Library Search Go Advanced Search
Español (Inicio)

HealthSheets™

Pilonidal Cyst

A pilonidal cyst is found near the tailbone or top of the buttocks crease. It may look like a pit or small depression. In some cases, it may have a hollow tunnel (sinus tract) that connects it to the surface of the skin. Normally, a pilonidal cyst does not cause symptoms. But if it becomes infected, it can cause pain and swelling. This sheet tells you more about pilonidal cysts and how they are treated.

Outline of human figure from the back showing buttocks with small circle above buttocks crease showing where cyst may form. Closeup of section of skin, fat, and bone. Pilonidal cyst is in fat layer, connected by fistula to skin. Skin around fistula is inflamed.

What Causes a Pilonidal Cyst and Who Gets Them?

Two primary causes are:

Ingrown hairs, in which a hair is forced under the skin or when a hair follicle ruptures.

Injury, such as sitting for long periods of time.

These cysts are often diagnosed in people between the ages of 16 and 26. But people of any age can have a pilonidal cyst. While they affect both men and women, they are more common in men than in women.

Symptoms of a Pilonidal Cyst Infection

A pilonidal cyst does not cause symptoms unless it becomes infected. Once a pilonidal cyst becomes infected, it is commonly referred to as a pilonidal abscess. Infection may cause the following symptoms:

  • Pain, redness, and swelling of the cyst and area around it

  • Foul-smelling drainage from the cyst

  • Fever

Diagnosing a Pilonidal Cyst

A pilonidal cyst can be diagnosed by how it looks and by its location. Your doctor will examine the suspected cyst to confirm a diagnosis. You will be told if any tests are needed.

Treating a Pilonidal Cyst Infection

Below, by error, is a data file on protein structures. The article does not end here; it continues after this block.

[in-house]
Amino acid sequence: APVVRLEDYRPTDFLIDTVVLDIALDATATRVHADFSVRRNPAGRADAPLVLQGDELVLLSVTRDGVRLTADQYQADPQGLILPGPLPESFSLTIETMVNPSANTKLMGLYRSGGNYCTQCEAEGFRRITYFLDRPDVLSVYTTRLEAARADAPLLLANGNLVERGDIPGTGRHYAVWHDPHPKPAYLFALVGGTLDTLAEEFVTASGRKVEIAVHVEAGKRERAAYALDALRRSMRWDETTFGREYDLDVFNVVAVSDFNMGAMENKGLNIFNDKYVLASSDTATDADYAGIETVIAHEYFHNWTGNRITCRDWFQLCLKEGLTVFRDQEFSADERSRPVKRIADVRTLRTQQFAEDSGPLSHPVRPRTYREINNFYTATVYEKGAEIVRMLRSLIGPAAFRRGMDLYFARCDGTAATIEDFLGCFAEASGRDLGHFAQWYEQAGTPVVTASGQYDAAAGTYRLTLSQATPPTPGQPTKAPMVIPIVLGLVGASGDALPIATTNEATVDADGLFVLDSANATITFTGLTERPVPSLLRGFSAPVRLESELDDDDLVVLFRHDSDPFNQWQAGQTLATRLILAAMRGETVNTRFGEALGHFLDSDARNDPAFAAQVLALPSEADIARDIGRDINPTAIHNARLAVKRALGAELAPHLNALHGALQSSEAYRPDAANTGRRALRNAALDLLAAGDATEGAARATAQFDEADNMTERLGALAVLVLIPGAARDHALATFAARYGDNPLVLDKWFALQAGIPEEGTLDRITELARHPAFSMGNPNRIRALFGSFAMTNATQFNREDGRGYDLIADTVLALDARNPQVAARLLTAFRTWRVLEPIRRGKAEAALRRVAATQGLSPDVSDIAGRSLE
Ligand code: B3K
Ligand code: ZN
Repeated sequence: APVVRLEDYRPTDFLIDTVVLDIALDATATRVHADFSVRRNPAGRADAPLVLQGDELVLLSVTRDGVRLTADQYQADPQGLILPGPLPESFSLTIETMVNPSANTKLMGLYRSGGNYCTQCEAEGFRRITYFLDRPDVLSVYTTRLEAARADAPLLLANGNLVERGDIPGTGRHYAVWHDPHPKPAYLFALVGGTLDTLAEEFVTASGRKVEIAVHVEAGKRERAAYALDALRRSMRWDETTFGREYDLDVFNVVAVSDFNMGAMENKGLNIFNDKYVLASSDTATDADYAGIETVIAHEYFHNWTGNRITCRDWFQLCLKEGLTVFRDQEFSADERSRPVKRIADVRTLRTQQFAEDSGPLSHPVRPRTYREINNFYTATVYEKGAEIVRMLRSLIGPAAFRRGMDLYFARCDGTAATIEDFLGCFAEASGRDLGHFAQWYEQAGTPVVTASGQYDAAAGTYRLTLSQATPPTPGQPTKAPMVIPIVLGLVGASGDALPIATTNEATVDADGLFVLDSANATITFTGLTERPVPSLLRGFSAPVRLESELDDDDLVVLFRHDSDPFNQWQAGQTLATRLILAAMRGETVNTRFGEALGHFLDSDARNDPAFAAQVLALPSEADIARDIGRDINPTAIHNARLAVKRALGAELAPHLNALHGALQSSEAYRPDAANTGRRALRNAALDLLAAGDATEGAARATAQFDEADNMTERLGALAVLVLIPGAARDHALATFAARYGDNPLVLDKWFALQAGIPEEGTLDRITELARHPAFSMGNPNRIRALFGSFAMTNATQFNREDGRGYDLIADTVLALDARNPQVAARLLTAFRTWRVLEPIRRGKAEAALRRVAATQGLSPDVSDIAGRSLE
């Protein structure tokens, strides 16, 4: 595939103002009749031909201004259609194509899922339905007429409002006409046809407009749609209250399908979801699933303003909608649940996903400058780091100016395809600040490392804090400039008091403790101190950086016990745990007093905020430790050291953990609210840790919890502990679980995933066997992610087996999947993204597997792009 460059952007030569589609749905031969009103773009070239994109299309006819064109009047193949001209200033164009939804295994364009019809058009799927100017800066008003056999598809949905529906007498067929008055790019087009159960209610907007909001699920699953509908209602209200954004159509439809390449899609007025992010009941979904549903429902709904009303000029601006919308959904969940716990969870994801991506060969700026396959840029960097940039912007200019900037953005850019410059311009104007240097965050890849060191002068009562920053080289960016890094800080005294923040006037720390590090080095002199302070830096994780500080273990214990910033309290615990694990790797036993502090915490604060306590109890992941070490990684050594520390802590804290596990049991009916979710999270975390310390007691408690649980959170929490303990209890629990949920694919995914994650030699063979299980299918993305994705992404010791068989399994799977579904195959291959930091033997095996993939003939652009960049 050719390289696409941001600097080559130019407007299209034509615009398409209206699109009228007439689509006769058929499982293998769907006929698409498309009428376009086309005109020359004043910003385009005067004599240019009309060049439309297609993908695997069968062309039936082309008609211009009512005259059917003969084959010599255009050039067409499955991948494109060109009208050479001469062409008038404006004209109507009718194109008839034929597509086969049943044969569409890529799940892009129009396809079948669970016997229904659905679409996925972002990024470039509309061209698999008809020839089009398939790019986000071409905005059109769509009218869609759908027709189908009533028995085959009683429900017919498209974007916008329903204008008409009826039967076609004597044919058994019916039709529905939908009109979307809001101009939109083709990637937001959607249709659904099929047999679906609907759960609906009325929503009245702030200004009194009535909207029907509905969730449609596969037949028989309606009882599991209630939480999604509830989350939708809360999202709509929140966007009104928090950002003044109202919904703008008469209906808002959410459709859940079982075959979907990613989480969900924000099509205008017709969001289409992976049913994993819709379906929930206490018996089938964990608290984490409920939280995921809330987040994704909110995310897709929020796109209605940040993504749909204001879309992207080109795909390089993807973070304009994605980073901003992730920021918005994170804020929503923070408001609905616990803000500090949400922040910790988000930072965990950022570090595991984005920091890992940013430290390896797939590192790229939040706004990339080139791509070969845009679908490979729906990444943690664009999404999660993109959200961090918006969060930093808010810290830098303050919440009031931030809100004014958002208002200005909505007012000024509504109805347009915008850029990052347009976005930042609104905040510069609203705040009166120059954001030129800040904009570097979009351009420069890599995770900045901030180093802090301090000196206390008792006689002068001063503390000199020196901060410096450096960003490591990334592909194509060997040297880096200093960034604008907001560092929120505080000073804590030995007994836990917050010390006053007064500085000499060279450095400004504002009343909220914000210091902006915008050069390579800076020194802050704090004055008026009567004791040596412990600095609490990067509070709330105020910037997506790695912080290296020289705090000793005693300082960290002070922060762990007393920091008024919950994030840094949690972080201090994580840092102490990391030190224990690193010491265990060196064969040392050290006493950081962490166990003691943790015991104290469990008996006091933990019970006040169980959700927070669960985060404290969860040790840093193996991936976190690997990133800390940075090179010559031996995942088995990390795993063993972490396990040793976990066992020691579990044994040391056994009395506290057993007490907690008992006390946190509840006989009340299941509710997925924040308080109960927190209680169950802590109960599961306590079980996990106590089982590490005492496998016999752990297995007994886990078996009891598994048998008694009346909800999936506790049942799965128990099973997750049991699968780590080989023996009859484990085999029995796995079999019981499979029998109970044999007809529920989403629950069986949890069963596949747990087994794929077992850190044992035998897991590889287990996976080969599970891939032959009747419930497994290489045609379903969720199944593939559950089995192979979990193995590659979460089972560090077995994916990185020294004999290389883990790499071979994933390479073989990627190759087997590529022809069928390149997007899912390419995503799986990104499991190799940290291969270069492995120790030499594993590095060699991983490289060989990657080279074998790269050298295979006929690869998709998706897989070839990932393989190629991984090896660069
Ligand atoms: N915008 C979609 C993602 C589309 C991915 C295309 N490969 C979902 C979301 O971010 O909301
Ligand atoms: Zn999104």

Most pilonidal cysts are left alone. If a cyst becomes infected, though, treatment is needed. It may include the following:

  • Incision and drainage if needed. the cyst is cut open, and pus and other infected material is allowed to drain.

  • Antibiotic medications for the infection. Know that medications do not make the cyst go away, and antibiotics have limited use in the treatment of an abscess. They also won’t keep a cyst from becoming infected again.

  • Hot water soaks to help draw out the infection and relieve pain and itching.

  • Excision of the cyst for infection that is severe, does not respond to medications, or keeps coming back. A surgeon cuts and removes the cyst and the tissue around it. Your doctor can tell you more if this is needed.

Preventing Infection

A pilonidal cyst can easily become infected. Do the following to help prevent infections:

  • Keep the cyst and surrounding skin area clean.

  • Remove hair from the area of the cyst regularly. Ask your doctor about safe hair removal products or procedures.

  • Avoid sitting in one position for long periods of time. This helps to reduce weight and pressure on your tailbone area. Sitting on a special cushion to relieve pressure on the tailbone may also help. Ask your doctor about where to purchase these cushions.

  • Avoid tight-fitting clothing to reduce skin irritation around the cyst.

© 2000-2014 The StayWell Company, LLC. 780 Township Line Road, Yardley, PA 19067. All rights reserved. This information is not intended as a substitute for professional medical care. Always follow your healthcare professional's instructions.